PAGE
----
Author: Shade Babalola
“I was adopted from the age of four”, my client Femi said as he sat in the chair directing his gaze at me intently”. He is tapping his long slender fingers on the arm of the chair and his tapping forms a gentle rhythm as his fingers go up and down. Tap, tap, and tap. I find the tapping distracting but I don’t wish to tell him to stop. My gaze wonders over my client and I fix my gaze on his hair. I can’t take my eyes away from the amount of gel he has placed in it. It gives him such an unusual look. It reminds me of the 60’s when this particular hairstyle appeared to be a popular trend amongst black men. It looks so outdated now, it doesn’t seem to fit in. My client shuffles awkwardly in his chair.
I think about how much this hairstyle was condemned during the emancipation period when black people were encouraged to appreciate their afros and refrain from using gels and relaxers in their hair.
“I can’t remember much of what happened in my life before that time” .Femi continues, “My adopted parents were kind and I was always encouraged to fit in but I always felt different”.” I couldn’t place my finger on it Femi said but I know that I always stood out”.
“My difference followed me to primary school and stuck with me in secondary school”. “It has, been with me throughout my career”. “I was teased at school because my parents were both white”. “They both dotted on me and would sometimes both pick me up from school” “I loved them both very much” “but a connection was missing” “On one occasion I am sure it was my birthday they arrived together at the school gate”.
“The following day at school I was mocked by the other kids”. “You’re black and your mum and dad are white they said”. “Femi is an alien, you must have dropped out from the sky”, they jeered. “They called me the black alien from then onwards”. “I became so withdrawn that my loving parents had to change my school”. It wasn’t helpful I still stood out”. “I still couldn’t fully connect with my peers”.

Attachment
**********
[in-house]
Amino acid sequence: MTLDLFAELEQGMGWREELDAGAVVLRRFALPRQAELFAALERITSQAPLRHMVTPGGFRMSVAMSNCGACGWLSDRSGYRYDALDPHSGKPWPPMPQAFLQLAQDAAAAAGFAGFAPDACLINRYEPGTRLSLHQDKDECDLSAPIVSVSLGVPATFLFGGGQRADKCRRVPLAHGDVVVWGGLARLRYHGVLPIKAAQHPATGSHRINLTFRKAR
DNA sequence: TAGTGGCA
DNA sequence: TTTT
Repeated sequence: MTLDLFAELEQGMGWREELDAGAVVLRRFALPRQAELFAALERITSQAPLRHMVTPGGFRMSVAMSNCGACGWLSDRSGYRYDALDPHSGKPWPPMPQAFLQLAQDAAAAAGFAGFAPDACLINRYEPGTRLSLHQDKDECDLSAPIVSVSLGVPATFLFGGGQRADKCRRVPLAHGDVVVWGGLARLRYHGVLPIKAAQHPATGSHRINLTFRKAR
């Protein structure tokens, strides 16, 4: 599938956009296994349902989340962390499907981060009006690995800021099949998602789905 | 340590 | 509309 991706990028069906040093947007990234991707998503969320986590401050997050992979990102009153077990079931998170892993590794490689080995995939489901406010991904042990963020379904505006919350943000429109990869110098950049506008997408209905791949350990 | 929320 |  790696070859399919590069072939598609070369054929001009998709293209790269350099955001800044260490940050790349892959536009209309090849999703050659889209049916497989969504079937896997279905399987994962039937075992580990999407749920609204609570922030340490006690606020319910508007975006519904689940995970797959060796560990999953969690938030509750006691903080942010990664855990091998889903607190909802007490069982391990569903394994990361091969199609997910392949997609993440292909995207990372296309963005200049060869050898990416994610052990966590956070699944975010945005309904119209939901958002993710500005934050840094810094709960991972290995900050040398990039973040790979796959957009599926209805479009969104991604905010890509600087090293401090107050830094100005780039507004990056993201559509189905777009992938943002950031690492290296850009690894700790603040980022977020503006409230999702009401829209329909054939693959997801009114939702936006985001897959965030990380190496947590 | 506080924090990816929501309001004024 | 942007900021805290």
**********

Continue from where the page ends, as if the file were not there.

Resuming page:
“My parents were beautiful souls, but even the love they had for me couldn’t heal the pain I felt towards myself inside”. “My adoptive father would take me fishing at the crack of dawn and would tell me how much he loved me and that I was a Yorkshire man”. “But I didn’t feel like a Yorkshire man” “I was so different from everyone in the village”. “My skin looked different, my hair was different it was fluffy and curly and gingerish in colour”.
“I didn’t feel like a Yorkshire man as much as my father told me I was one”. “I felt like the black alien” “The name I was called in the playground”. “One day they had a competition to see who had the most pointed nose” “They prevented me from entering the competition”.
“They said my nose wasn’t flat enough and that it wasn’t noble enough and that I needed to form my own competition for flat noses problem is no- one else in the playground looked like me”.
“I would follow my father fishing every Sunday as my father and I harnessed our fishing rods into the river my father would tell me how much he loved me”.
“He would choke up as he said it” “He knew I was struggling with my sense of self and my identity but he just didn’t know how to tackle it how to work around it and how to fill up the empty feelings within me”.
“I would go to bed at night wondering how my parents could love me so much when the world hated me so passionately”.
With that we ended the session. “Femi see you next week”. I say, as he closed the door gently behind him.